Seeking Alpha
We cover over 5K calls/quarter
Profile| Send Message|
( followers)  

Canadian Pacific Railway Limited (NYSE:CP)

Q3 2009 Earnings Call

October 27, 2009; 02:00 pm ET

Executives

Fred Green - President & Chief Executive Officer

Kathryn McQuade - Executive Vice President & Chief Financial Officer

Ray Foot - Vice President of Sales

Brock Winter - Senior Vice President of Operations

Janet Weiss - Assistant Vice President of Investor Relations

Analysts

Walter Spracklin - RBC Capital Markets

Tom Wadewitz - JPMorgan

AV Delton - Macquarie Capital

Randy Cousins - BMO Capital Markets

Ken Hoexter - Banc of America/Merrill Lynch

Jacob Bout - CIBC World Markets

Matt Troy - Citigroup

Cherilyn Radbourne - Scotia Capital

Jason Seidl - Dahlman Rose

Umar Allen - National Bank Financial

Bill MacKenzie - TD Newcrest

Chris Ceraso - Credit Suisse

Edward Wolfe - Wolfe Research

Benoit Poirier - Desjardins Securities

Jeff Kauffman - Sterne Agee

Operator

Good afternoon ladies and gentleman. Thank you for standing by. Welcome to Canadian Pacific third quarter 2009 results conference call. (Operator Instructions)

I would now to turn the conference over to Ms. Janet Weiss, Assistant Vice President, and Investor Relations of Canadian Pacific. Please go ahead.

Janet Weiss

Good morning and thank you for joining us for our 2009 third quarter conference call. The presenters today will be Fred Green, our President and Chief Executive Officer; Kathryn McQuade, our Executive Vice President and Chief Financial Officer; Ray Foot, our Group VP of Sales; and Brock Winter, our Senior VP of Operations. Also joining us on the call today is Brian Grassby, our VP and Controller.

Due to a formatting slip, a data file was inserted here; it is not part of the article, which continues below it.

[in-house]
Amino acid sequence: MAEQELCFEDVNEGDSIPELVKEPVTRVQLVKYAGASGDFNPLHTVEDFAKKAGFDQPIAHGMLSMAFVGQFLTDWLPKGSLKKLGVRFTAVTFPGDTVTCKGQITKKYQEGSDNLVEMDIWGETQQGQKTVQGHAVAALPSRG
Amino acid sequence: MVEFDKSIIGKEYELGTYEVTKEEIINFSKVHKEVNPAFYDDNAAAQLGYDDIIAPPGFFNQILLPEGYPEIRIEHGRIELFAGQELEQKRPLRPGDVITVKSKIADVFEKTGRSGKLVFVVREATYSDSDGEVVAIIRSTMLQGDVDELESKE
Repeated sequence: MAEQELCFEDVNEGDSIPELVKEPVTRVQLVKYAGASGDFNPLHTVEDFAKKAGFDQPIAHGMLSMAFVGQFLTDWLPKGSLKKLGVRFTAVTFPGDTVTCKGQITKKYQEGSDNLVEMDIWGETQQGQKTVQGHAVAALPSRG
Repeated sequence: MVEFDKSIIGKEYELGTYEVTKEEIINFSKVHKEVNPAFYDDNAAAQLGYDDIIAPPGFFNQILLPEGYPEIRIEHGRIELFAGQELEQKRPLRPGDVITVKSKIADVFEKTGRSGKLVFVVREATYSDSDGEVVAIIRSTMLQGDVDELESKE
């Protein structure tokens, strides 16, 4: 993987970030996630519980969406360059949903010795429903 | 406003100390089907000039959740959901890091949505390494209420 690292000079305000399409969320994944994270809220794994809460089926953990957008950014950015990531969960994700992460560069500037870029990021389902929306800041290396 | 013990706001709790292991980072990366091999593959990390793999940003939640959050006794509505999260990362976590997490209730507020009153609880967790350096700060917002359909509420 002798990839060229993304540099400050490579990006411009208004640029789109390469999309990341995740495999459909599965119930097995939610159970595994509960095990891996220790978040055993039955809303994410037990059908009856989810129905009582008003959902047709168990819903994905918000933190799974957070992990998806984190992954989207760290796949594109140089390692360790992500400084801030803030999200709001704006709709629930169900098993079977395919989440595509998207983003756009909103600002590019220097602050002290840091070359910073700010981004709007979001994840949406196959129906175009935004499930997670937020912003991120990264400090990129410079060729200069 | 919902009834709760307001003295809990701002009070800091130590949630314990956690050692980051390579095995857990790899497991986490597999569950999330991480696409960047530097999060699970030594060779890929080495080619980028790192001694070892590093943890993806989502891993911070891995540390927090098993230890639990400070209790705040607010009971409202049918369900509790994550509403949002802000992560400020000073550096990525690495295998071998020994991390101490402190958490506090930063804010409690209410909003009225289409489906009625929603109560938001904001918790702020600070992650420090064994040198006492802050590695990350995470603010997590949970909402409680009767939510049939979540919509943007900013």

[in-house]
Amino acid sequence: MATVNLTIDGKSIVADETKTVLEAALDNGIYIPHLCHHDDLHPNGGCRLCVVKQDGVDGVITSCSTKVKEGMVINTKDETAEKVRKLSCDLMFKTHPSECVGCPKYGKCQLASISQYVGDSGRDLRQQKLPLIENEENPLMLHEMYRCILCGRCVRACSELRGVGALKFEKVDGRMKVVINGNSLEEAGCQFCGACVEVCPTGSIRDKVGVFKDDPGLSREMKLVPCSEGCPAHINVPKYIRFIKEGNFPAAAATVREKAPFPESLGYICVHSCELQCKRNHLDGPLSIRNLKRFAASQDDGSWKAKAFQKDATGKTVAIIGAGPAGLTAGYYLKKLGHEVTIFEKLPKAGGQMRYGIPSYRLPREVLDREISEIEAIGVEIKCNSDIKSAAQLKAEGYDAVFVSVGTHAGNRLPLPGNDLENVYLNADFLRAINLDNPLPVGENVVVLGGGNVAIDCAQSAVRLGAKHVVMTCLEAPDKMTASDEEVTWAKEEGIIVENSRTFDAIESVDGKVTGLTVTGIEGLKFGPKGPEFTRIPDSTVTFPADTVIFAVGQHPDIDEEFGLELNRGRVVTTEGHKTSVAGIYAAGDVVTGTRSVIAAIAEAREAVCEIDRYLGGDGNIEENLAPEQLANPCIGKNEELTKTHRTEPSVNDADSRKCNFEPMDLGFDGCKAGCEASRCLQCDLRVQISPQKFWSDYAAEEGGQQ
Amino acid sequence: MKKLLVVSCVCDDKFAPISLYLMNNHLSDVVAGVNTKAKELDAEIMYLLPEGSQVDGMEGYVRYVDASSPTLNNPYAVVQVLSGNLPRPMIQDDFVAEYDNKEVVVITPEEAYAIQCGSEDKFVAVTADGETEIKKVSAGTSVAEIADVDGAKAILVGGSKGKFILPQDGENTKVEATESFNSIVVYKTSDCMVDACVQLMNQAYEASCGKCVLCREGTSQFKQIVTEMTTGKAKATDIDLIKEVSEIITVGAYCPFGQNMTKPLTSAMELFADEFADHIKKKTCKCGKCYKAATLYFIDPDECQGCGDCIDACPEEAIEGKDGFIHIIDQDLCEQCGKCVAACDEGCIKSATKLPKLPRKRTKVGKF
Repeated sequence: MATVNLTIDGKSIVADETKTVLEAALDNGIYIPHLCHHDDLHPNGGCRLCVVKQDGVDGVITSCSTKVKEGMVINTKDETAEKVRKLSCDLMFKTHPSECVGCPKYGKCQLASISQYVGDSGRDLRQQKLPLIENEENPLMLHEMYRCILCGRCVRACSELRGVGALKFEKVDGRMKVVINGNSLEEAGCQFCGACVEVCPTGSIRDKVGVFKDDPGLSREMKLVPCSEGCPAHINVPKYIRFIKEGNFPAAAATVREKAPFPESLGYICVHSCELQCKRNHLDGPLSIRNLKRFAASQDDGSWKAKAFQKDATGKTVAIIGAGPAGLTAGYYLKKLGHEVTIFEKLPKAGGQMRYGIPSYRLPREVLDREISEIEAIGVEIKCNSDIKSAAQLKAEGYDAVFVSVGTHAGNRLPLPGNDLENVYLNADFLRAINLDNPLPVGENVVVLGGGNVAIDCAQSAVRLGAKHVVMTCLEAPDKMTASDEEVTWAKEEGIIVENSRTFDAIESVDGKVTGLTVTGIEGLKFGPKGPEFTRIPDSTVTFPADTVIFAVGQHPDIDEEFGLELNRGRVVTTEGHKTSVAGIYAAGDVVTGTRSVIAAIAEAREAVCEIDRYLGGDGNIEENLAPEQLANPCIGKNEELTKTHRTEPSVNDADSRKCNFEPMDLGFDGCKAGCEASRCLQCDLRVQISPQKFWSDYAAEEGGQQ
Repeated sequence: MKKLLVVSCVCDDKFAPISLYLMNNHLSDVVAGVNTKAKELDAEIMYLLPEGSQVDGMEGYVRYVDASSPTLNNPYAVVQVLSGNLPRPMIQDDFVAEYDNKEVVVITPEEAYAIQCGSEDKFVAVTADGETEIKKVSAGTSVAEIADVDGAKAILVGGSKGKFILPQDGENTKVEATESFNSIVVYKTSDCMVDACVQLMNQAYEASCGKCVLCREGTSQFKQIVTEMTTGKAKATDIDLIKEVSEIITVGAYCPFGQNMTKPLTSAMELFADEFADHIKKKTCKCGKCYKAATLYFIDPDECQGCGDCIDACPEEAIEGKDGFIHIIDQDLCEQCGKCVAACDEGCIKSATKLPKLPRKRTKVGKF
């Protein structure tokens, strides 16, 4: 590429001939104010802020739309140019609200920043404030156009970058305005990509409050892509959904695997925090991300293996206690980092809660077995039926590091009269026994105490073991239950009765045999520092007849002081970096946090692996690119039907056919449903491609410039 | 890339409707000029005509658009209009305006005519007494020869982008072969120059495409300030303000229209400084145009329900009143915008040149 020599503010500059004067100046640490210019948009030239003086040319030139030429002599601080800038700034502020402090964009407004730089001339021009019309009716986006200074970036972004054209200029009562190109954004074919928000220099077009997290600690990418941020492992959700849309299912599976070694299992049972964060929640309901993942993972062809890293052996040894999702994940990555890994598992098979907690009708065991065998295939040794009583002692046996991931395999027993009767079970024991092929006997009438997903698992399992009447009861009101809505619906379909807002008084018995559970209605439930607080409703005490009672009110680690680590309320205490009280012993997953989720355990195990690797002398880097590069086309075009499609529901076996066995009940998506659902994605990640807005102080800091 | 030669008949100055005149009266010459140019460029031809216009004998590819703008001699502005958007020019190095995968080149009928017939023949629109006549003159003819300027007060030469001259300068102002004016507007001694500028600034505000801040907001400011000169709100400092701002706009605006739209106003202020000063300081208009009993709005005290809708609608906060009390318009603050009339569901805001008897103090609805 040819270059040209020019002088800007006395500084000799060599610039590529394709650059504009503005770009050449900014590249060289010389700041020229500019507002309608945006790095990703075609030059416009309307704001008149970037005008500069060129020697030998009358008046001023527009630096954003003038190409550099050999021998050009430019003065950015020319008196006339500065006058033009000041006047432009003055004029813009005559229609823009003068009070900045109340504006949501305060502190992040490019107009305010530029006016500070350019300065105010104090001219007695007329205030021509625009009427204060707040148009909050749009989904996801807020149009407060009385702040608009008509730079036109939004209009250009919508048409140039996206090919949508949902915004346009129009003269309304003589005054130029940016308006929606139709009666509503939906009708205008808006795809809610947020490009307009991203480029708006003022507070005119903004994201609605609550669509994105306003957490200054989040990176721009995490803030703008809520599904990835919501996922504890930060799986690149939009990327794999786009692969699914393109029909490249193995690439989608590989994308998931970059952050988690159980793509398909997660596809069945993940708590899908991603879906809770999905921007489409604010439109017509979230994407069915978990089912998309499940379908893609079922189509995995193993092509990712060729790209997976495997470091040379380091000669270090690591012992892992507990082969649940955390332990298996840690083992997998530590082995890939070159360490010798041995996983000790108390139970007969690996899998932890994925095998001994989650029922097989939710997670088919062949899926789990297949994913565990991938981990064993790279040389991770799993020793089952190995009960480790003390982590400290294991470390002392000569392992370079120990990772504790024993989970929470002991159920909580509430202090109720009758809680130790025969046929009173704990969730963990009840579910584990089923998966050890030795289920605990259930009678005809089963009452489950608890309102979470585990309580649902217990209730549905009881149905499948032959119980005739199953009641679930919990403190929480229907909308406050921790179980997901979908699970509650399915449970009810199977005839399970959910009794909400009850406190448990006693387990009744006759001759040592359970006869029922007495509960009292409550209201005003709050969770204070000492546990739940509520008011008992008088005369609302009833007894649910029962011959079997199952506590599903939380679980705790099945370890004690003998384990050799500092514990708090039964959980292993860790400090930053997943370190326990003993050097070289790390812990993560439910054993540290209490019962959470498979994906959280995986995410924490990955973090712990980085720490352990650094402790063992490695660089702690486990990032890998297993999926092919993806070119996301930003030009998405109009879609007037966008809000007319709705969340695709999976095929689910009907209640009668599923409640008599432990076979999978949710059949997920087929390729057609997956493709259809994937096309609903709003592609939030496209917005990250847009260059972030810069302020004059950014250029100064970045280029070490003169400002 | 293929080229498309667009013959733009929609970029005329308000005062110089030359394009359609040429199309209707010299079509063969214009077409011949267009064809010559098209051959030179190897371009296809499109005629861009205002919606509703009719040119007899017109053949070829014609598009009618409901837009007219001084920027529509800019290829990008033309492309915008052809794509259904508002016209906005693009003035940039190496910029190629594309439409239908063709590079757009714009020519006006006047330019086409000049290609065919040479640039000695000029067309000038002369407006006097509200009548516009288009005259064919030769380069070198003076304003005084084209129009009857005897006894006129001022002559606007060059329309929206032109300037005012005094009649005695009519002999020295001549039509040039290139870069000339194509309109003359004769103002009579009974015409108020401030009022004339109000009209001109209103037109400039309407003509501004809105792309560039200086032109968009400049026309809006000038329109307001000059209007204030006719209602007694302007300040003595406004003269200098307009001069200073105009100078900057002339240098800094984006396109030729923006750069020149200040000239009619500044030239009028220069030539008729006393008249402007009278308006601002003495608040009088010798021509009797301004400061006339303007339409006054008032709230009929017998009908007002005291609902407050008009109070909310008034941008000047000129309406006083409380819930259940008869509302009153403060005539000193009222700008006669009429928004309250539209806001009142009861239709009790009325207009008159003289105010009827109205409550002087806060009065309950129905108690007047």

The slides accompanying today’s teleconference are available on our website. Before we get started, let me remind you that this presentation contains forward-looking information. Actual results may differ materially. The risks, uncertainties and other factors that could influence actual results are described on slide one in the press release and in the MD&A filed with Canadian and U.S. Securities regulators. Please read carefully as these assumptions could change throughout the year.

All dollars quoted in the presentation are Canadian, unless otherwise stated. This presentation also contains non-GAAP measures. Please read slide two. Following the presentation, we will conduct a question-and-answer session. (Operator Instructions).

Here then is our President and CEO, Mr. Fred Green.

Fred Green

Thanks Janet. This morning CP released its third quarter results reporting adjusted earnings per share of $0.85. The impact of lower volumes continues to be a challenge; however the company performed well sustaining the operational improvements we realized earlier this year. Our long train strategy continues to support our cost management efforts and our success is being reflected in key metrics. I’m very pleased with our results in these circumstances.

This quarter we set some new records with average train lengths and weight leading our previous desks by 5% and 6% respectively. A huge accomplishment given the volume challenges. We also set a new benchmark in the area of fuel efficiency. Overall, the team did a great job in executing the plan.

As you’ll hear today, we have the challenges associated with today’s reduced volumes Permian end. Our pricing performance continues to track well and our balance sheet objectives are progressing nicely.

I’ll now turn it over to Kathryn for our financial results, Ray for an overview of revenues and then Brock for an operations update. I’ll come back at the end and wrap up with the few closing comments. Over to you Kathryn.